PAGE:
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Standardization Secrets for Screen Printing

(June 2013) posted on Wed Jul 03, 2013

Stand back and see what you can do to organize your shop processes.


By Thomas Trimingham

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A quality halftone print should display clear dots and solid coverage of the black areas while maintaining a distinct differentiation between the different levels of gray in the printed image. Test the different mesh counts to see which process variables will have to change to accommodate different thread counts. If the shop owner doesn’t want to invest in screens for every mesh to test, then at least test the most common underbase and top-color mesh counts in regards to detail printing (common underbase mesh counts are 140-160 threads/in. and common top color mesh counts are 230-305 threads/in.).

Printing standards beyond halftones
Once the halftone-gradient test standards are determined and a screen printer has a good idea what their best resolution, pressure, ink, and screens are, they can move on to test other variables in the printing process that can help with overall efficiency and eliminate costly scrap shirts.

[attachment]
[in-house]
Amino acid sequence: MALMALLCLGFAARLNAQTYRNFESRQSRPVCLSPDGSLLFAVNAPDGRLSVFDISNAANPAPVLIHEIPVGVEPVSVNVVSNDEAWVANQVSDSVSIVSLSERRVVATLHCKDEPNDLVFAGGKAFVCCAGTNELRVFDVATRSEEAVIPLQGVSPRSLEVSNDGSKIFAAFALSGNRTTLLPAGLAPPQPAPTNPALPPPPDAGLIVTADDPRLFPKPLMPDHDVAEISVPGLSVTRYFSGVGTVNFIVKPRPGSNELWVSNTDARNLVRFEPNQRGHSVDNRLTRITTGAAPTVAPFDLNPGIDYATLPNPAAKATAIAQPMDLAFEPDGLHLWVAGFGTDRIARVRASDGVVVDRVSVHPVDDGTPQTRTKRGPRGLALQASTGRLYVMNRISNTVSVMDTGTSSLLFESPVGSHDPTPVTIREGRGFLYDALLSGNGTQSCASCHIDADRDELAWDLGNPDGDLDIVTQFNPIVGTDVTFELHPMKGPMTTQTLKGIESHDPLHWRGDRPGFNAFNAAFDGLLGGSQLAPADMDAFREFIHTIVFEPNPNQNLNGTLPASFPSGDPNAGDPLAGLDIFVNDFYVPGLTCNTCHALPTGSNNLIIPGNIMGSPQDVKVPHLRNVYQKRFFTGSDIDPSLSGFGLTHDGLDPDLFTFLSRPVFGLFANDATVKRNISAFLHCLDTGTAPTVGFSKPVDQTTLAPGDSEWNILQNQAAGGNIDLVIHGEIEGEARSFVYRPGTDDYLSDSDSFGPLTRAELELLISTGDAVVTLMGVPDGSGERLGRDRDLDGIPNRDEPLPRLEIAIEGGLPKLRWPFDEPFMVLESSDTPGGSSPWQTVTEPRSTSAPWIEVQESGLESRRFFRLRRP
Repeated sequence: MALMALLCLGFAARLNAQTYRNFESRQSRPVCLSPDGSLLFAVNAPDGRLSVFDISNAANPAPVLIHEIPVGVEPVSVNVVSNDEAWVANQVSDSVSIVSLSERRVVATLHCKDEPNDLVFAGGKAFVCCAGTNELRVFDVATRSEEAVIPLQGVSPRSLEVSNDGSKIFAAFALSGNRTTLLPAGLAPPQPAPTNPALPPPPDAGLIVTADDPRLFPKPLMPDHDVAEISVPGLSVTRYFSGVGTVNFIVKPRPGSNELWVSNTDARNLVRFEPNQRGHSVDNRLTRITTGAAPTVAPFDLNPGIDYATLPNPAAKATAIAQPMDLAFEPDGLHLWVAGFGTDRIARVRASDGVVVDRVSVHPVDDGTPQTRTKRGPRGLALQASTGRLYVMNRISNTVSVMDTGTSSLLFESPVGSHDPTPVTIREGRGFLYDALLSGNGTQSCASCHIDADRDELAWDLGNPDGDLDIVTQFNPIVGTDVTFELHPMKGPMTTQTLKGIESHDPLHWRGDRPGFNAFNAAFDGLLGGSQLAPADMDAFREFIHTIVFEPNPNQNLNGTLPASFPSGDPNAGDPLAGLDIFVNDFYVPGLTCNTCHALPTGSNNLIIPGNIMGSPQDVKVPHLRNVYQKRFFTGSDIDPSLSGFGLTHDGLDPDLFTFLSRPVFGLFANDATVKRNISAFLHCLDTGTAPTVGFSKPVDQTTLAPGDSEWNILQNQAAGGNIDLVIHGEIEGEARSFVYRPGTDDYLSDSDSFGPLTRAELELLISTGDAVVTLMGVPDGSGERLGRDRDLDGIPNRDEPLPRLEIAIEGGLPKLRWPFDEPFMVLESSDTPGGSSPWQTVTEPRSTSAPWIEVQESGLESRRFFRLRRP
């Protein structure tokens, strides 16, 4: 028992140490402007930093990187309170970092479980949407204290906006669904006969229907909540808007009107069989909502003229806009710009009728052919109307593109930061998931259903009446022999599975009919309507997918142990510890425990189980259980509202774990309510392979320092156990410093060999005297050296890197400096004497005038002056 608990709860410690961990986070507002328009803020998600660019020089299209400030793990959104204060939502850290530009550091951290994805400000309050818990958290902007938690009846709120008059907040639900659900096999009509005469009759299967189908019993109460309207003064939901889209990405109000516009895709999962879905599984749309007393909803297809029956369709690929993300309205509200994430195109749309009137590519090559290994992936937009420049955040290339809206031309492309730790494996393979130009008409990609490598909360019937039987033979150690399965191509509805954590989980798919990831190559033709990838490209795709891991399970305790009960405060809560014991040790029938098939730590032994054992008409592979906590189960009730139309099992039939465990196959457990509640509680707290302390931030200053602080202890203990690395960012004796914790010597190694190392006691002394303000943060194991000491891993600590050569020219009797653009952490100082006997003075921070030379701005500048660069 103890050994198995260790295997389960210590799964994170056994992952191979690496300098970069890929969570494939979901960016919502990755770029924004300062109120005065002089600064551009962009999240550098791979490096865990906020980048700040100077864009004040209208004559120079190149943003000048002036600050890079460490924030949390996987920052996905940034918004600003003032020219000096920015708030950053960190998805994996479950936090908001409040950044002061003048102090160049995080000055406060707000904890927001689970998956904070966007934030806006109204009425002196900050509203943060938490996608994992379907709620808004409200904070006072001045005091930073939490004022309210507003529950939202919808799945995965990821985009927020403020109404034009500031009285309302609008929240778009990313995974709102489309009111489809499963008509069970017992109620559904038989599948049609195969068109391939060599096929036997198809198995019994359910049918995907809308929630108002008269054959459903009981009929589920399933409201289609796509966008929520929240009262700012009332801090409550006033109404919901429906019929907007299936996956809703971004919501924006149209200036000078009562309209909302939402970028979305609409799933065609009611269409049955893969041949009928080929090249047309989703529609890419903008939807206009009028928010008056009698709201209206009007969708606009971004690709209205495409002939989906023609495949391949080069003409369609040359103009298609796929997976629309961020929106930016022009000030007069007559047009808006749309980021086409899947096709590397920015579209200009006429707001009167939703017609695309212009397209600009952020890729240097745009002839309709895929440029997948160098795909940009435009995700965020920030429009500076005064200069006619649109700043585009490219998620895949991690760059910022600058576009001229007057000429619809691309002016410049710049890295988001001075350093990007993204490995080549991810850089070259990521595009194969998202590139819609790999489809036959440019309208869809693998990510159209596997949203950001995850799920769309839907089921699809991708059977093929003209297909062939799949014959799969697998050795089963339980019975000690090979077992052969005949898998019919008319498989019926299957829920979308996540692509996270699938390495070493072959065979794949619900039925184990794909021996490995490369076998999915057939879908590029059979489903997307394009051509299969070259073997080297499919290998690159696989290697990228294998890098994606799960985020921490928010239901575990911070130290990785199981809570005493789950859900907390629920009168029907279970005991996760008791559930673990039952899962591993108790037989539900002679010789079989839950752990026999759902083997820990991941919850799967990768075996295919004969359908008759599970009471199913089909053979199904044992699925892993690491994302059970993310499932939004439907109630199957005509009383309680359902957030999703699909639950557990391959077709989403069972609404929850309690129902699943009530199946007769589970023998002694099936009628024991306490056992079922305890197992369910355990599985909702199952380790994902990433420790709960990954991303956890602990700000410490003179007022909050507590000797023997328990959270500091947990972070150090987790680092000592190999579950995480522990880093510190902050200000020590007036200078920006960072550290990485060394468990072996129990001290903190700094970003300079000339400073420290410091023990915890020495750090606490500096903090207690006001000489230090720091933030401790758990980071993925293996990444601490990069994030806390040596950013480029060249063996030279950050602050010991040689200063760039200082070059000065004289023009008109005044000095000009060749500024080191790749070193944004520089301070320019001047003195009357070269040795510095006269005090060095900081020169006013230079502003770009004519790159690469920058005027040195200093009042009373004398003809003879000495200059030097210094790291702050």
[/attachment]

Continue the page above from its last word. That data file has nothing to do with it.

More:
Registration and trapping-distance test This process will show how well a printer’s equipment can maintain a print on all of the different platens available, as well as during a print run. A review of this two-color print test should show any glaring issues, and especially be noticeable if the automatic press is out of level (Figure 3).

The registration on a press may be problematic on an unlevel platen and sometimes may be different on each press head. Another issue is that a press that isn’t level will print some platens well or too dark and then others too light, or a specific platen that isn’t level may have a print that starts dark and then becomes lighter at the end of the print.

Testing halftone index dots Assuming that everything is acceptable from the rag-and-trap test, the printer can then move onto testing different types of halftones, such as index dots, to determine the highest resolution they can hold effectively for that style of printing (Figure 4). The advantage of using index dots is that with certain types of artwork, the square dot of an index halftone will maintain more printed surface area and retain some small details. Despite a grainy appearance, square dots can actually be very friendly to separate quickly and print well without a lot of dot gain during a longer print run.


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